The Washington, D.C. market has seen over 2 million square feet of tenant migration out of the core CBD and East End submarkets over the past several years. Most of the migration is driven by the Federal Government who has taken advantage of the aggressive terms offered by Landlords with lower land basis in outer submarkets, such as Southwest and NoMa, to consolidate large requirements to new construction. Construction cost increases have more recently slowed this trend, bringing the legacy stock of buildings back into competition for Federal requirements.
Source: Cushman & Wakefield
In Boston, life science / lab demand is spilling over from Cambridge, which is largely full, to the CBD/Seaport. The Seaport District, nearly non-existent as a business market in 2000 and very small in 2010, is the submarket of choice today for nearly every technology, innovation, and biotech tenant south of the Charles River. For instance, Eli Lilly and Co. has signed a 334,000square-foot, full-building lease at Alexandria Real Estate Equities life science project in Boston’s Seaport Innovation District.
In Atlanta, we are seeing many tenants (especially tech firms) being drawn to the “cooler,” newer areas of the city where the office product is more creative office and less traditional trophy tower. Also in Charlotte, Gen Z-ers and Millennials are flocking to the South End and companies seeking this talent have similarly migrated to place themselves closer to their target talent pool.
In the Dallas/Fort Worth market, aside from Uptown where financial firms and more traditional companies prefer to locate, there is an embedded preference towards the suburban submarkets, especially Legacy/Frisco, Las Colinas, and Richardson/Plano for larger requirements due to the availability of a more significant amount of newer product.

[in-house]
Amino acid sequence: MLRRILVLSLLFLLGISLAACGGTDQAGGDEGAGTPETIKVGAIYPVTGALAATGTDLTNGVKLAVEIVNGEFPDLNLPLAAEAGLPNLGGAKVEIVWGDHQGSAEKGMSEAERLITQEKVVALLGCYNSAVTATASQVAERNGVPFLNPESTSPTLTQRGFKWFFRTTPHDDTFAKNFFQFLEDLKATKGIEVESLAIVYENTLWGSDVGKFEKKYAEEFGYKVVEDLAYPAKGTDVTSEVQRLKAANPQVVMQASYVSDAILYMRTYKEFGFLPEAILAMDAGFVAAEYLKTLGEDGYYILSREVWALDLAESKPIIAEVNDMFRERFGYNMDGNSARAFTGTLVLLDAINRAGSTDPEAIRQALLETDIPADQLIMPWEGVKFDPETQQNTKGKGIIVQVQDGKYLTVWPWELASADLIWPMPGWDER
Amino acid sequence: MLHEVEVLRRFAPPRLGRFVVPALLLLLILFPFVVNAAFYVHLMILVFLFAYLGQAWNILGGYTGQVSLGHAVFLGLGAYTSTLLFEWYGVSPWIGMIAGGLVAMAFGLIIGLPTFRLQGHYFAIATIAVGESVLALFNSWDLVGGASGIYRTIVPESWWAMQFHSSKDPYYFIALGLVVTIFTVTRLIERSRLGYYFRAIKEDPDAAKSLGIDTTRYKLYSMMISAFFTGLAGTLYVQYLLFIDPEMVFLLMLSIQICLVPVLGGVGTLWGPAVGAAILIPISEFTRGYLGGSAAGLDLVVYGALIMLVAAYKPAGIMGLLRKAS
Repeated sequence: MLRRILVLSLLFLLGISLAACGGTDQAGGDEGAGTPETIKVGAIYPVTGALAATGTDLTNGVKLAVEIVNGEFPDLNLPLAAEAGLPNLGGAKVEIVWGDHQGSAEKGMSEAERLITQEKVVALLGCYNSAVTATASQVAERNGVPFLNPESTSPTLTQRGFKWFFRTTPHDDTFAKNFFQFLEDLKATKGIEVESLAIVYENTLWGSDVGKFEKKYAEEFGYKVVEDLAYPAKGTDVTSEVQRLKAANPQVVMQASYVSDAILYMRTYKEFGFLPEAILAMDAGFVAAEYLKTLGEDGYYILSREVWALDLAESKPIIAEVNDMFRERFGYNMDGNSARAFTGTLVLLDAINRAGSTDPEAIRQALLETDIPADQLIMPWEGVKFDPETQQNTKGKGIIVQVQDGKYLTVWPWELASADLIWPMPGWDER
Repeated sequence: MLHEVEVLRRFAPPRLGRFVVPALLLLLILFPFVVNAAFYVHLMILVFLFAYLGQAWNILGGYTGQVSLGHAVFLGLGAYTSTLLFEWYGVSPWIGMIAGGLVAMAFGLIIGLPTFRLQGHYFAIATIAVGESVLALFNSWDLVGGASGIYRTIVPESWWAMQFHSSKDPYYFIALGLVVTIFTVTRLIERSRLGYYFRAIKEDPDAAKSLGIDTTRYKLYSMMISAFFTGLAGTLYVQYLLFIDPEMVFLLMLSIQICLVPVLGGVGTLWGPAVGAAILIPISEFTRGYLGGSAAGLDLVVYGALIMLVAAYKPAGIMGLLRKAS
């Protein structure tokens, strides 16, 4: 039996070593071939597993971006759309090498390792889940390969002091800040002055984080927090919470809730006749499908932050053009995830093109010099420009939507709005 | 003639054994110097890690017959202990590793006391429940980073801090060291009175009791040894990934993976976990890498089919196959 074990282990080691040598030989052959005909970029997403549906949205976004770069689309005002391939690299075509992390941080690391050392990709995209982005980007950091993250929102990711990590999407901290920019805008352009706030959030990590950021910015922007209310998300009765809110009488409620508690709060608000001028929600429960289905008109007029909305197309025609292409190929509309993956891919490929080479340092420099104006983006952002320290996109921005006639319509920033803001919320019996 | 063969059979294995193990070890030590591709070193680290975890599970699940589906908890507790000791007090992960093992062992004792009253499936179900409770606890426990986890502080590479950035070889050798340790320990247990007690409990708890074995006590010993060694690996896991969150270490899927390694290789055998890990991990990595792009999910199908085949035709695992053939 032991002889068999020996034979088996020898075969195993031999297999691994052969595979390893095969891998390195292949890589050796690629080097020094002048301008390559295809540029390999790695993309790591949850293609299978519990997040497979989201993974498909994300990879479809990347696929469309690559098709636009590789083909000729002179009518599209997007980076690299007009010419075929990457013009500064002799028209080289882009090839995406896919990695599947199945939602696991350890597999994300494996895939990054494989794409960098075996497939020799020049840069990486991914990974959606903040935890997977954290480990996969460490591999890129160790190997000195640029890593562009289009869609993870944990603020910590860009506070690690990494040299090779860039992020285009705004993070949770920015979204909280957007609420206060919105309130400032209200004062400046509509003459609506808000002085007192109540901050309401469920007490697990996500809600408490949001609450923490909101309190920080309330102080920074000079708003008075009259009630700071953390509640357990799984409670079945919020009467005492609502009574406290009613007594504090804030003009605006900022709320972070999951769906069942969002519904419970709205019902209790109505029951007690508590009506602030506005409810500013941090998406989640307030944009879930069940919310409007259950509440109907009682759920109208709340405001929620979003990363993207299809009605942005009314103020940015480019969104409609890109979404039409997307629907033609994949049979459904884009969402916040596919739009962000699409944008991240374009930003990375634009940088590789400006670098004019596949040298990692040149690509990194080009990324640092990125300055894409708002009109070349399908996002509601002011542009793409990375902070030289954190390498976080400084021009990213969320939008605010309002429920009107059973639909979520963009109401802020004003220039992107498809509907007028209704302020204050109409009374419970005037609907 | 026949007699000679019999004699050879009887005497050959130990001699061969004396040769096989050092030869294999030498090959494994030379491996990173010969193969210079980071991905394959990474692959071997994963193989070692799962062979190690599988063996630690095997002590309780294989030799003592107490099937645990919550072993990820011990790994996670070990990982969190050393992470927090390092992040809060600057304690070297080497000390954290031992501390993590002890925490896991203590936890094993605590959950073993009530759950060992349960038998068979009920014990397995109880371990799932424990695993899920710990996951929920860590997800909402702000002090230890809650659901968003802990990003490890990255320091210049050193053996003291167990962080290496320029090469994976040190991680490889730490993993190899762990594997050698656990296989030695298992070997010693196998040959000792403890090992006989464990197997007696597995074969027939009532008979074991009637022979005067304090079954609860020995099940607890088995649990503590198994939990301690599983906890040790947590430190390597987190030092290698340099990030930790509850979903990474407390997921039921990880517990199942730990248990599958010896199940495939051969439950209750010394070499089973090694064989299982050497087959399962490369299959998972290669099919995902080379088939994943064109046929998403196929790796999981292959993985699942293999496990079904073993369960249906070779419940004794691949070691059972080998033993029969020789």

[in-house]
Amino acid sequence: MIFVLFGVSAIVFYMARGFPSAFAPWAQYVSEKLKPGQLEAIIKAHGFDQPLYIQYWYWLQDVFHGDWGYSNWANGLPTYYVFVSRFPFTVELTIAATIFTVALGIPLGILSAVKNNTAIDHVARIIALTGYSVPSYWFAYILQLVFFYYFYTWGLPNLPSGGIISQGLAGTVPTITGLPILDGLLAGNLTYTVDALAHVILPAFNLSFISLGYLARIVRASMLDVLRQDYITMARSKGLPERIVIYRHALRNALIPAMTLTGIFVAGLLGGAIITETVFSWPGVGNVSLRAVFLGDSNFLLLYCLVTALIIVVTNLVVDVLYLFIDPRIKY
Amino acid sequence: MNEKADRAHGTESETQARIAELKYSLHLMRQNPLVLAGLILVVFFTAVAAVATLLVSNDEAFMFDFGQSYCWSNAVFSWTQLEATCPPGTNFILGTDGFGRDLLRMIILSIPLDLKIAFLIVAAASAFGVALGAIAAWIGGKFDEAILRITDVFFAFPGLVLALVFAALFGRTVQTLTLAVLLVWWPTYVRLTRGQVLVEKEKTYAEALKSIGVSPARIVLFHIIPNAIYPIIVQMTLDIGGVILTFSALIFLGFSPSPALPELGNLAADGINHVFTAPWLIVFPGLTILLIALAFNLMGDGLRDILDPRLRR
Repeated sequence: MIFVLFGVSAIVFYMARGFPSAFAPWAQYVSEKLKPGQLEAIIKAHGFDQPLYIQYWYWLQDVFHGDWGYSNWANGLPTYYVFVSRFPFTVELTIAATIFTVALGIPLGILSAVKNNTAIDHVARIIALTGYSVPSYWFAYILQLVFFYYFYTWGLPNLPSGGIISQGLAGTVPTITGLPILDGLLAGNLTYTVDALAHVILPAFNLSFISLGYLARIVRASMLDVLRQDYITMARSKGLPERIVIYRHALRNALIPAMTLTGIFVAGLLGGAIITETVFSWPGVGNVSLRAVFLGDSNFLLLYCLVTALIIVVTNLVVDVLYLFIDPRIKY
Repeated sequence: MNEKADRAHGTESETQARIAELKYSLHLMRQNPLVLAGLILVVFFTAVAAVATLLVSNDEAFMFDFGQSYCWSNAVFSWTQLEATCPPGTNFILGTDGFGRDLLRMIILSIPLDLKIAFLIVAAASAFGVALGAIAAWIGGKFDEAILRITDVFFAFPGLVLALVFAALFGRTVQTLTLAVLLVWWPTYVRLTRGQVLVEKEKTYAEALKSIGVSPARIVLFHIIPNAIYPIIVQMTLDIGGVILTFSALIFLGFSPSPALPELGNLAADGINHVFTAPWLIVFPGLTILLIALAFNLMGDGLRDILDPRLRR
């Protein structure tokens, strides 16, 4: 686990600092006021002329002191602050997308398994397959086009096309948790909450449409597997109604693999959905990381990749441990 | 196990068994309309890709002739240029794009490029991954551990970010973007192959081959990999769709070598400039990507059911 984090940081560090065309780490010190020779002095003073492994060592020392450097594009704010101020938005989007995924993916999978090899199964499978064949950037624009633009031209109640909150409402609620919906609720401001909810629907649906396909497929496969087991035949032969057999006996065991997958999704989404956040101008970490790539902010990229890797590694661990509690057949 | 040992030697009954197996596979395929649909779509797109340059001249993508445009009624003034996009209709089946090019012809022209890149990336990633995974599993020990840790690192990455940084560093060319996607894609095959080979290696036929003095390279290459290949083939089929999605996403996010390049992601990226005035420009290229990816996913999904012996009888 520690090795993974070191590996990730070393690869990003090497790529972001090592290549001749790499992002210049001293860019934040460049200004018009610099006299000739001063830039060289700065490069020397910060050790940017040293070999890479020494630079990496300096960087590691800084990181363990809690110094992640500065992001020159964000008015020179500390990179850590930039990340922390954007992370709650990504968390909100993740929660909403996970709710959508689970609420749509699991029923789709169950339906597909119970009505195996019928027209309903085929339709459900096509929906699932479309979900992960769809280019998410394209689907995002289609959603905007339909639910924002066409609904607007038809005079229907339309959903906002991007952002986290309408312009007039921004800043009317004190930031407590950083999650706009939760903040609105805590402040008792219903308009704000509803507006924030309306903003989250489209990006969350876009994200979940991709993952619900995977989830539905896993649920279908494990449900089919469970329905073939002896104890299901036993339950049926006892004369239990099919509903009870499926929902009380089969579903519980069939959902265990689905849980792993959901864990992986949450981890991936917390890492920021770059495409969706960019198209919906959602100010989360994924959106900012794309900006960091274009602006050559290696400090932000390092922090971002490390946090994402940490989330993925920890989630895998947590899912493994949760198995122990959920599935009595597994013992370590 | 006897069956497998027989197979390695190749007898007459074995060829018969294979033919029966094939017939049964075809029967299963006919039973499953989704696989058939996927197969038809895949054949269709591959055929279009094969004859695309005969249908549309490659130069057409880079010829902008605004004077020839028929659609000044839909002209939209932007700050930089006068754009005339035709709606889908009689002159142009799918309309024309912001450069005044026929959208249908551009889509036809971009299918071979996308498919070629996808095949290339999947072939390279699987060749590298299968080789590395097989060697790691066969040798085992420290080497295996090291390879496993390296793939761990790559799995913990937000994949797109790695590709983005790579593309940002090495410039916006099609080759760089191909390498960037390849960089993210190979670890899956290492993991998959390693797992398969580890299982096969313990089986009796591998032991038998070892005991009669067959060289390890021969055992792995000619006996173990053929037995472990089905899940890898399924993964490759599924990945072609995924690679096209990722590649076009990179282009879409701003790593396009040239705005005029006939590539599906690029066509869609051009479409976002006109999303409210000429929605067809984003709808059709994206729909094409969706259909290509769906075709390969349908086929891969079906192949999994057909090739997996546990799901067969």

In Miami, many tenants are leaving the Brickell Ave area of the CBD and choosing the downtown due to record high asking rates in Brickell. Wynwood, a small subset of the Biscayne suburban submarket, is seeing a lot of attention from tech and creative tenants. This submarket is relatively small at 2.5 MSF but has an oversized reputation due to Art Basel and the dynamic art scene.
And finally in Los Angeles, the CBD, historically dominated by the FIRE (finance, insurance, and real estate) industries, has really struggled the past two years, while the CBD adjacent submarkets have captured most of the demand. The Arts District has seen tech & media in-migration while parts of the Tri-Cities (Burbank), LA West (Santa Monica, Culver City), and LA South (Beach Cities/El Segundo) have seen increased activity from large TAMI (technology, advertising, media, and information) tenants looking for projects that are low-rise with creative uses. Adidas and Forever21 have signed deals in the Fashion District in a newly renovated project from Brookfield (almost 1.3 million square feet across 4 buildings).
In El Segundo, activity has come from biotech and aerospace related firms, in addition to the new development activity brought by the LA Chargers headquarters and training facility. The LA West (Century City) submarket is very tight with large deals turning the submarket into a smaller secondary CBD of LA. The flight to new high-end creative product across the LA market has been transformative for the market as a whole and has caused the traditional CBD to lag where this type of office product does not exist.
The views expressed herein are presented for informational purposes only and are not intended as a recommendation to invest in any particular asset class or security or as a promise of future performance. The information, opinions, and views contained herein are current only as of the date hereof and are subject to change at any time without prior notice.
Executive Vice President, Portfolio Management
Boyd Watterson Asset Management, LLC